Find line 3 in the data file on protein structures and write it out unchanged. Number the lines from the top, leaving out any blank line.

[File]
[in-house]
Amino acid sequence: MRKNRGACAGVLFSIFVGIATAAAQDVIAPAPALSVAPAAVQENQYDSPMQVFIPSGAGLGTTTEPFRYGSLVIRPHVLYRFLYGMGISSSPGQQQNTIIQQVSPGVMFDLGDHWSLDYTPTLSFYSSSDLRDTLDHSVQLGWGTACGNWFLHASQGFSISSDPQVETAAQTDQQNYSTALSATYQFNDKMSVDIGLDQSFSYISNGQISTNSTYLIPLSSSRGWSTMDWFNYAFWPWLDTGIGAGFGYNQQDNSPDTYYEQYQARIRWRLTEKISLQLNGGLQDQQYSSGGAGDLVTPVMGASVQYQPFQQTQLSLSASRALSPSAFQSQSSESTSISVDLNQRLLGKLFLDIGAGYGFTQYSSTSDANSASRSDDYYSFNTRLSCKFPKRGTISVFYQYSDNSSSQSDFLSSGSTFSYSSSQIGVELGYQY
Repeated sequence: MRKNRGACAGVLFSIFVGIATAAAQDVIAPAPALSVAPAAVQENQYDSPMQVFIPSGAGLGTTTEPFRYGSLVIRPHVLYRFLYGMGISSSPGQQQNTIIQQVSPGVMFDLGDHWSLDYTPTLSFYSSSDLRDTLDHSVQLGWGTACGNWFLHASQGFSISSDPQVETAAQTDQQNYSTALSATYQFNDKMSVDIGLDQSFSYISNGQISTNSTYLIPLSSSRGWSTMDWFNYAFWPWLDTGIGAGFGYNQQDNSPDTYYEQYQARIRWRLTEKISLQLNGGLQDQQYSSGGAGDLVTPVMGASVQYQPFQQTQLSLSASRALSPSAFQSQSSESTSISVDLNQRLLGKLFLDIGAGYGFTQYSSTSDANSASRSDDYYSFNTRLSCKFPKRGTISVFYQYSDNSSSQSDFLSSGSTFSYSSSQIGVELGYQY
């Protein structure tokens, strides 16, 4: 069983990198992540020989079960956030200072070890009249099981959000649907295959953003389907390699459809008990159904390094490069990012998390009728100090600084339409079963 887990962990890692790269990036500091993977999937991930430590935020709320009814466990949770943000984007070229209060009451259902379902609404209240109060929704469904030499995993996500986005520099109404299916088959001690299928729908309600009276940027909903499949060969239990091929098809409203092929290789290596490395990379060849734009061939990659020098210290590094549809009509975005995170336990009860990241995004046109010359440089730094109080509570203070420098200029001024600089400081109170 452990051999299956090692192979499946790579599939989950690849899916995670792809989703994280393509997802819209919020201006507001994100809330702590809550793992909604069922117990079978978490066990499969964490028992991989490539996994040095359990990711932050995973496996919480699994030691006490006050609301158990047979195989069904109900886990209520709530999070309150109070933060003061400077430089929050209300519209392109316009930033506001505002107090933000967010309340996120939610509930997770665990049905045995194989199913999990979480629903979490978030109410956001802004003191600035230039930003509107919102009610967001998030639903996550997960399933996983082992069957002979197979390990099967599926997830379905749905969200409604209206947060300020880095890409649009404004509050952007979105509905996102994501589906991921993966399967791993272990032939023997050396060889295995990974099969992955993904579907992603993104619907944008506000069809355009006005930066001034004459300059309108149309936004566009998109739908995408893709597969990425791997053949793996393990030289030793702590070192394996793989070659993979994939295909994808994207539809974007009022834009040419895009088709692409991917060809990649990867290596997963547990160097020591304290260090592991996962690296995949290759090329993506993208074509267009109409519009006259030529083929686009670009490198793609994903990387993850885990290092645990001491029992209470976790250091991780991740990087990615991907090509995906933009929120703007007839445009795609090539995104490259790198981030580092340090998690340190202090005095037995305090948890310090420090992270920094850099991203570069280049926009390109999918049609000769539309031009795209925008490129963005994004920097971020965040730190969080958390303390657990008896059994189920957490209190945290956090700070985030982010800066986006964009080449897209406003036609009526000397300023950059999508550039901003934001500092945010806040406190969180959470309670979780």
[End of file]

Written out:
Repeated sequence: MRKNRGACAGVLFSIFVGIATAAAQDVIAPAPALSVAPAAVQENQYDSPMQVFIPSGAGLGTTTEPFRYGSLVIRPHVLYRFLYGMGISSSPGQQQNTIIQQVSPGVMFDLGDHWSLDYTPTLSFYSSSDLRDTLDHSVQLGWGTACGNWFLHASQGFSISSDPQVETAAQTDQQNYSTALSATYQFNDKMSVDIGLDQSFSYISNGQISTNSTYLIPLSSSRGWSTMDWFNYAFWPWLDTGIGAGFGYNQQDNSPDTYYEQYQARIRWRLTEKISLQLNGGLQDQQYSSGGAGDLVTPVMGASVQYQPFQQTQLSLSASRALSPSAFQSQSSESTSISVDLNQRLLGKLFLDIGAGYGFTQYSSTSDANSASRSDDYYSFNTRLSCKFPKRGTISVFYQYSDNSSSQSDFLSSGSTFSYSSSQIGVELGYQY